Remember that you should be able to justify the need for having each of the Epics in your roadmap. Is it aligned with your business case? Does it belong to the critical path?
Prioritize the work
The next step is to prioritize the Epics. There are different prioritization techniques product managers use to organize their work—we usually rely on MoSCoW and ICE. Here's how they work:
- In the MoSCoW technique, you put items into four categories: Must have, Should have, Could have, Won't have right now. The must-have category, for instance, is for Epics that the product wouldn't work without. The should-have items add considerable value, but you can imagine the product without them. At this point in the process, you're not likely to have Epics on your list that are totally unnecessary, but this technique should help you to identify the essential elements. The recommended proportion of must-haves to should-haves to could-haves is 60/20/20.
- The ICE method requires you to evaluate each Epic in terms of their Impact on your key metrics, your Confidence that they will have an impact, and their Ease of implementation. Rate each of these three aspects on a scale from 1 to 5 or 1 to 10 and calculate the average score for each Epic.
Once your priorities are set, you can work on identifying technical dependencies between different parts of your system. Perhaps your team can only start working on one of the Epics when another one is complete? Or a delay in one part of the project could significantly affect other Epics? Knowing the dependencies is an important part of product development: it will help you organize the work and manage project risks.
Think about the timeline
When you have a prioritized list of Epics, you can create a general timeline for your product. How much time will it take to deliver the Epics included in your product's critical path? Keep in mind that your timeline is top level and could be modified. The further in the future you plan, the less certainty there usually is.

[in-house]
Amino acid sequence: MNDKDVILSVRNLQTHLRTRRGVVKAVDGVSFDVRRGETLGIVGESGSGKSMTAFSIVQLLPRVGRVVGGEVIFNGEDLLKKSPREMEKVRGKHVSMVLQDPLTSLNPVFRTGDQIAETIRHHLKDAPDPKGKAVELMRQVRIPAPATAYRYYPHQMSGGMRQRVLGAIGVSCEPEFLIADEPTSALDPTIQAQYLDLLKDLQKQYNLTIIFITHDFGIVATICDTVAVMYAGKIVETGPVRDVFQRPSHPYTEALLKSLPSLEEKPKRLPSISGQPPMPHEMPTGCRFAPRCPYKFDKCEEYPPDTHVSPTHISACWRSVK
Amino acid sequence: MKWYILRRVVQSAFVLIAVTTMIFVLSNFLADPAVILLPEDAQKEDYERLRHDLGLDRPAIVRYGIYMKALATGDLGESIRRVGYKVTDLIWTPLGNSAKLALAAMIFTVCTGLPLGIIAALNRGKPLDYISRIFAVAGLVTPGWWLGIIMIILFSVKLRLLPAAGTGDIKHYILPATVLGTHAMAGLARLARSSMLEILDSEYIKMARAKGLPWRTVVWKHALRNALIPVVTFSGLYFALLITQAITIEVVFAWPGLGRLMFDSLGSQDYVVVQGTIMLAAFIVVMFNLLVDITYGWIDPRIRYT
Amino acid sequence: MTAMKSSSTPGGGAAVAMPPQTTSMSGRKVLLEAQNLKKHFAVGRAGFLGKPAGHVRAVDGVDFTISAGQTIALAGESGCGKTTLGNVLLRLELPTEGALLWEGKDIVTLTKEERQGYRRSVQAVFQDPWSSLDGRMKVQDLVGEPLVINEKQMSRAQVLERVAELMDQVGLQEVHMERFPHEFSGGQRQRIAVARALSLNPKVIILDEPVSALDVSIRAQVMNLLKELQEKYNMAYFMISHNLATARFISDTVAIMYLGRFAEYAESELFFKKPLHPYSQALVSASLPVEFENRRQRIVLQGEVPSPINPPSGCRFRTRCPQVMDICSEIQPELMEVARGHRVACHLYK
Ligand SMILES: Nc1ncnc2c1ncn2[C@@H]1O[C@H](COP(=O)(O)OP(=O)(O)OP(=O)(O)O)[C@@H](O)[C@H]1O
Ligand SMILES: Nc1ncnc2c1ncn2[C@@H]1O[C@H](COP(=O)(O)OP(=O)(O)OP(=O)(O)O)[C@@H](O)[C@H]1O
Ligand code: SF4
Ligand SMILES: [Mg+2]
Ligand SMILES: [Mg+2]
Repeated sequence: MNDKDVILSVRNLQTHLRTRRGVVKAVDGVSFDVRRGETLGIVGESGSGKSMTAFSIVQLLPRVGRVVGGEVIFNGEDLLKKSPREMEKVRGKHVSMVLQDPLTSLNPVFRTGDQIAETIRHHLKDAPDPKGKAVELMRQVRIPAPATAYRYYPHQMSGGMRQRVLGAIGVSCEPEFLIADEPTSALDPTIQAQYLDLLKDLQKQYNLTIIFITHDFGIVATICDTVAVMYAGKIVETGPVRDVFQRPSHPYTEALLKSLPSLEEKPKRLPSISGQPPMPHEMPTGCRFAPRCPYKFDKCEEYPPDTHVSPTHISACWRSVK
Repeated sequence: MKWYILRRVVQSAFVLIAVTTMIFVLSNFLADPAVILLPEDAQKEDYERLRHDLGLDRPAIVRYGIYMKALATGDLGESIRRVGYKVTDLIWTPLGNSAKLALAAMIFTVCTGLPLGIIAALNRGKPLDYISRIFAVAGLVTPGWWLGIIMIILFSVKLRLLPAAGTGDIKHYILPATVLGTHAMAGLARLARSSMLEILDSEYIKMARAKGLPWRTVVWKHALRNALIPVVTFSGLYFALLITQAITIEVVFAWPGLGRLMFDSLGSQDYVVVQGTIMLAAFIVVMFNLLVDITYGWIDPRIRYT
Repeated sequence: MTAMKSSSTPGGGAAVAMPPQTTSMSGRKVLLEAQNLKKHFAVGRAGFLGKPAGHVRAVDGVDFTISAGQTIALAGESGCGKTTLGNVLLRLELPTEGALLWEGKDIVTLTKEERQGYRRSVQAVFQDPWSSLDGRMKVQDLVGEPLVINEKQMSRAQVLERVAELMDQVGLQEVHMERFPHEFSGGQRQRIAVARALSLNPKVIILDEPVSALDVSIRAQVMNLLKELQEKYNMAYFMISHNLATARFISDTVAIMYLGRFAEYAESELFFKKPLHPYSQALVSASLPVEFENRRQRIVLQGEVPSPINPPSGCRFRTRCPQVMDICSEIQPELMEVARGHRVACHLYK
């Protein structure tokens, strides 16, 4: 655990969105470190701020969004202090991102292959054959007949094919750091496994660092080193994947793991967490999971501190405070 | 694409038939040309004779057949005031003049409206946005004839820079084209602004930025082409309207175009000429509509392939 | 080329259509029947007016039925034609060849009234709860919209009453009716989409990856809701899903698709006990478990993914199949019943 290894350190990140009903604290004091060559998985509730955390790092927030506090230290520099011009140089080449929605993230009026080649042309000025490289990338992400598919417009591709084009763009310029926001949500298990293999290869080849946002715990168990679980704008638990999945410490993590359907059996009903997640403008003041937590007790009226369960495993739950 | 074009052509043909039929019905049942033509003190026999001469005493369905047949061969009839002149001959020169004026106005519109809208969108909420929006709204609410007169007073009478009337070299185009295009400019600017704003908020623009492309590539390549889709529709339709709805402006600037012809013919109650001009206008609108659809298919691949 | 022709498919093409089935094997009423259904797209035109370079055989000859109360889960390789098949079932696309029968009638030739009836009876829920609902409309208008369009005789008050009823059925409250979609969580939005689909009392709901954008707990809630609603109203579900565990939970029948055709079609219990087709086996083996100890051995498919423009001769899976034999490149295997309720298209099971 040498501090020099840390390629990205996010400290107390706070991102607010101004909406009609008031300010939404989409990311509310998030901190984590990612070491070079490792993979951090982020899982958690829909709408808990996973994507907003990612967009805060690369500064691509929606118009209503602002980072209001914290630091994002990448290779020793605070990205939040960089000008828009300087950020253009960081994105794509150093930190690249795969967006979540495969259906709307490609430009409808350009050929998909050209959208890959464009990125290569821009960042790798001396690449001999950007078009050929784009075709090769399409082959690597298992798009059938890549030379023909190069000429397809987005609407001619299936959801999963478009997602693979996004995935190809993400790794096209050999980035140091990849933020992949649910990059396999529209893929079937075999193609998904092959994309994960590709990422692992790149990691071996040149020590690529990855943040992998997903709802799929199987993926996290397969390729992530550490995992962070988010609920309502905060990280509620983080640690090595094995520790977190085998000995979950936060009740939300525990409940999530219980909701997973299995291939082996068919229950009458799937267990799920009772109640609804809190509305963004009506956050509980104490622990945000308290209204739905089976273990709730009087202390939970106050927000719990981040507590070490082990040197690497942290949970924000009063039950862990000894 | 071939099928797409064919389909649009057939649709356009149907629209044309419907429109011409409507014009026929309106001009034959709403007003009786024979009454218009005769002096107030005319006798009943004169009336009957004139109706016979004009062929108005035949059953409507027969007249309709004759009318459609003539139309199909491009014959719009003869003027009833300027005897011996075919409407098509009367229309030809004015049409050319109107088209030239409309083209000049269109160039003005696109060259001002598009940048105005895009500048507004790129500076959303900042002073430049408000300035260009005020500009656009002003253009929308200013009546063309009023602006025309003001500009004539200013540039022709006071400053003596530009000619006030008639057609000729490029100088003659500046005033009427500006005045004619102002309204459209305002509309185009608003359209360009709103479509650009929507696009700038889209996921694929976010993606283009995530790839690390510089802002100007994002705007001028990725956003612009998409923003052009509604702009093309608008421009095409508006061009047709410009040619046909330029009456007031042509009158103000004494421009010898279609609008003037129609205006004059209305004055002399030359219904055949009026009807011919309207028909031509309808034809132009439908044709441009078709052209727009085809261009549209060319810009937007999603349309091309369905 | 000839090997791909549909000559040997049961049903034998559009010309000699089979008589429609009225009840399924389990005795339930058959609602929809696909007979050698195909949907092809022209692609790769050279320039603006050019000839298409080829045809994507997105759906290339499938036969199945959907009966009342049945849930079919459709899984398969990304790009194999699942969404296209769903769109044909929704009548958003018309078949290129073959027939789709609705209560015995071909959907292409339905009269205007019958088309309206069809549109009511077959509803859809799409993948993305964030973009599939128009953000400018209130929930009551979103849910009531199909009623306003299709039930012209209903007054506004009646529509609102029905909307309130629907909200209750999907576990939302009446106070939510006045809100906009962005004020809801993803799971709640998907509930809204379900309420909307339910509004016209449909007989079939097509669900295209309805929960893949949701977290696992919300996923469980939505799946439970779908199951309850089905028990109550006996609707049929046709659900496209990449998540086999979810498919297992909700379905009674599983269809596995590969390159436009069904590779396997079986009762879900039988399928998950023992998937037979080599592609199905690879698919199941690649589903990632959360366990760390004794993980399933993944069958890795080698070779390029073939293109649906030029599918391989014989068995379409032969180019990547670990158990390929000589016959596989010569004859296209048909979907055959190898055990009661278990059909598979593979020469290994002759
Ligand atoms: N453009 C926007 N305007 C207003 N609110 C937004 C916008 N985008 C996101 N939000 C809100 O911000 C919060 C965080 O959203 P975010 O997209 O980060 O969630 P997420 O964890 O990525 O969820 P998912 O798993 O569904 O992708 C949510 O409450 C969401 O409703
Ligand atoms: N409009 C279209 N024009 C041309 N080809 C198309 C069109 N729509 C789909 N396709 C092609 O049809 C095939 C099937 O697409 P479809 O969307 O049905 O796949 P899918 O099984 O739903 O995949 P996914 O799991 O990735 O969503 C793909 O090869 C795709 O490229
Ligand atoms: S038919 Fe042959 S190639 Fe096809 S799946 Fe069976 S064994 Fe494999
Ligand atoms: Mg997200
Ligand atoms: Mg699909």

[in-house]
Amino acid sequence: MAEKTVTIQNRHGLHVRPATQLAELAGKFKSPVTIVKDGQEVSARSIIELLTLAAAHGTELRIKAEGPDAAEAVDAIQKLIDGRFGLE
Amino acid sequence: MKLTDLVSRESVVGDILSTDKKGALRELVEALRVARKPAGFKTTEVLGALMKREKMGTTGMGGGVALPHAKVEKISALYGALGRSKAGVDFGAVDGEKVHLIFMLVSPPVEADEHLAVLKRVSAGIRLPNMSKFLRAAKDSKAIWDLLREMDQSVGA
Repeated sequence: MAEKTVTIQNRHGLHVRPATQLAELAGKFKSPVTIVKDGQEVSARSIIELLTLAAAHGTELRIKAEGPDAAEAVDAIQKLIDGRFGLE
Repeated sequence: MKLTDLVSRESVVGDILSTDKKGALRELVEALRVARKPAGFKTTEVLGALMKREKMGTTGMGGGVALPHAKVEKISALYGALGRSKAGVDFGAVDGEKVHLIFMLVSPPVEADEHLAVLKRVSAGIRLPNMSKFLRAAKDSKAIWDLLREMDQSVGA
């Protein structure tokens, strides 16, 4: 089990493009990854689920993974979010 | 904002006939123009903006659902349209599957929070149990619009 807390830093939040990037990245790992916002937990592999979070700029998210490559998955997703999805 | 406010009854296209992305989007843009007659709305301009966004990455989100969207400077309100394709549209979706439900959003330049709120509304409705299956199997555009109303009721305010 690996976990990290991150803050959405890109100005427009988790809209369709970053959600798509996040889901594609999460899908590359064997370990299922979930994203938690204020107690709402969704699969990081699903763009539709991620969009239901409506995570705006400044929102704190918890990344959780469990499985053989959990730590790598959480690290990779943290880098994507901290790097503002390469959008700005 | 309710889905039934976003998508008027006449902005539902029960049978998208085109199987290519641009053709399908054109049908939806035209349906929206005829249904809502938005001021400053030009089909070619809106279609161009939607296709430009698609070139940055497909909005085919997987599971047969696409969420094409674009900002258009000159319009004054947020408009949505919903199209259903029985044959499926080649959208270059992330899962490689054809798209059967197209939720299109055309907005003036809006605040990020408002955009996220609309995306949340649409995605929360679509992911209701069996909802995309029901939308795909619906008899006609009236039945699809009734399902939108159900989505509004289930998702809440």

While you're working on the timeline, you should also choose a moment in the production cycle when your product will be ready to be shown to bigger audiences and launched. It's not necessarily when all of the Epics from your roadmap are done: the minimum viable/delightful/lovable product may be achieved earlier.
Work on User Stories
Look at the Epics at the top of your prioritized list and create User Stories, short descriptions of a feature written from your user's perspective. As a user, I want to receive email reminders about my upcoming meetings so that I don’t miss them—that's how your User Stories could sound like. Dividing Epics into User Stories will help you to add much more definition regarding the scope of work. Remember that you should also prioritize User Stories within Epics to have a complete product roadmap.
Your product roadmap is not set in stone, and you shouldn't be afraid to edit it. Changes in your strategy may be caused by different things: user feedback, shifts in your business strategy, technological breakthroughs, or even global phenomena and trends.
Even if you feel there's no particular reason for changing the roadmap, you might schedule to revisit it regularly and make sure that it's up-to-date. Pay attention to priorities, timelines, estimates—are they still accurate?